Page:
How to Attach a Faucet to a Sink
The easiest and best way to install a faucet is before the sink is in place. If you install the faucet before installing the sink, you won’t have to strain or reach because everything is completely open.
Most sinks come with factory-drilled holes along the back edge or lip. The number of holes should be equivalent to the number of holes needed for your faucet, so pay close attention when buying your faucet and sink. If you have a single-lever faucet, you’ll want a single- or two-hole sink, depending on whether your faucet needs a separate sprayer hose hole or if you want a soap dispenser on the sink.
Many sink and faucet combinations use four holes. In most cases, the first three holes from the left (as you face the front of the sink) are for the faucet. The hole furthest to the right is for a spray hose, separate water dispenser tap, or soap dispenser. Some newer sink designs have the holes positioned so that the dispenser hole is the one on the left, but this would be clearly marked on the carton or explained in the instructions.
Before you begin, create a stable workspace where you can safely position the sink. You can simply set the sink on a solid work surface, such as a workbench. Just remember to clean off the surface or put down some cardboard to prevent accidentally scratching the sink surface when it’s time to flip the sink over to tighten the faucet nuts. Or, if you want to avoid flipping your sink over, place it on a set of sawhorses. Just rest the side ends on the horses and you’re ready to have at it. Make sure that the sawhorses are stable and can’t slip or move. If a sawhorse moves, chances are good that the sink will fall.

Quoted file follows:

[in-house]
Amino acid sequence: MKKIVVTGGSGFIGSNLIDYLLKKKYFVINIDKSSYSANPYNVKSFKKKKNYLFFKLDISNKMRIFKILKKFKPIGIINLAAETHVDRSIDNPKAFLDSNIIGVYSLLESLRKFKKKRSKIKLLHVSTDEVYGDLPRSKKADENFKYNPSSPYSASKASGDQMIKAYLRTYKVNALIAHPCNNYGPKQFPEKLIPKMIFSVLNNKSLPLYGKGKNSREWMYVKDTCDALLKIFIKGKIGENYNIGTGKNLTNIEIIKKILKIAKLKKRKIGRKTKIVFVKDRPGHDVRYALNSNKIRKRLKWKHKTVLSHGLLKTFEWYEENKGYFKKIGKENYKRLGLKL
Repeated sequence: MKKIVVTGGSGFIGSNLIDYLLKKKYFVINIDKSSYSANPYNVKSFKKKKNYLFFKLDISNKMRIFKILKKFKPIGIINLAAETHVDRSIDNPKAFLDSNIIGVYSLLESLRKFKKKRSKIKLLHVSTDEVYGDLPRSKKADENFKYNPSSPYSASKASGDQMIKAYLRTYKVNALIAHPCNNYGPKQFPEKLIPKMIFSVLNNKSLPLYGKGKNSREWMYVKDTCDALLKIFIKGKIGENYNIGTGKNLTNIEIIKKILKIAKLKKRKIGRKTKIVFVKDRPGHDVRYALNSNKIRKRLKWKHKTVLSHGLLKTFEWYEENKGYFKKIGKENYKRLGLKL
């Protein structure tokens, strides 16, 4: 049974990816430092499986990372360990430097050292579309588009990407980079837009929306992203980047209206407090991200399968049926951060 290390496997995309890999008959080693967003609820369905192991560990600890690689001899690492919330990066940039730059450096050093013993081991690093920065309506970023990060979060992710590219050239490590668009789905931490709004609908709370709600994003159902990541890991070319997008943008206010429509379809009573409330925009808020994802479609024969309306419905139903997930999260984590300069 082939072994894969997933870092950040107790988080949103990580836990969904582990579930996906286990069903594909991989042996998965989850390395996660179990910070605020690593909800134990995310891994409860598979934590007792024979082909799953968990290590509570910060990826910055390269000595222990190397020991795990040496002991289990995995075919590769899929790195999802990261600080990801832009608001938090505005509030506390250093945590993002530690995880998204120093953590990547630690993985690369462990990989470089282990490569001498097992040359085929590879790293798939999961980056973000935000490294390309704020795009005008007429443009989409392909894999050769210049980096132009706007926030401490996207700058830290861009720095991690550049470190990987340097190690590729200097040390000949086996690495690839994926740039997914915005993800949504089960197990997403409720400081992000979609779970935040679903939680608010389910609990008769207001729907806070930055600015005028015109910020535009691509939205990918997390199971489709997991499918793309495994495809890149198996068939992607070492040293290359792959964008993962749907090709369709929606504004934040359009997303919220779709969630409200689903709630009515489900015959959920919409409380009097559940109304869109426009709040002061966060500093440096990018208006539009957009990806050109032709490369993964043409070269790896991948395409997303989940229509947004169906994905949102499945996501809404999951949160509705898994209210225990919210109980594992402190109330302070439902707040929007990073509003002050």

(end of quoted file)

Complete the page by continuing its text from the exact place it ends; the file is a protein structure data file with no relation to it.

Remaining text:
It’s time to begin the assembly process:
Place the faucet over the three holes on the left with the faucet’s water supply tailpieces (threaded pieces located directly beneath the faucet handles) going into the two outside holes.
Screw the plastic nuts onto the threaded tailpieces, which will later connect to the supply lines.
Hand-tighten them until they are snug, and then use groove-joint pliers to finish tightening them. Be careful not to overtighten the nuts. Plastic nuts are easy to strip or ruin with pliers.
Seal the area where the faucet meets the sink, according to the manufacturer’s instructions.
Some faucets come with a rubber gasket that goes on the bottom of the faucet body between it and the sink. Other faucet manufacturers recommend applying a bead of silicone tub-and-tile caulk on the bottom of the faucet body before positioning the faucet on the sink. Both methods keep water from getting underneath the faucet, where it could run down the holes and drip onto the sink base cabinet floor.
At this point, you may want to install the sink baskets in the sink, but don’t do it just yet. (The baskets are the stainless steel strainer-like baskets used in kitchen sinks to let water run out but catch food scraps and other sink debris.) Leaving the baskets out keeps the holes open, and these holes are the perfect handholds for lifting and lowering the sink. Having these holes available also reduces the chance that you’ll grab the neck of the faucet and lift the sink, which can severely damage your sink.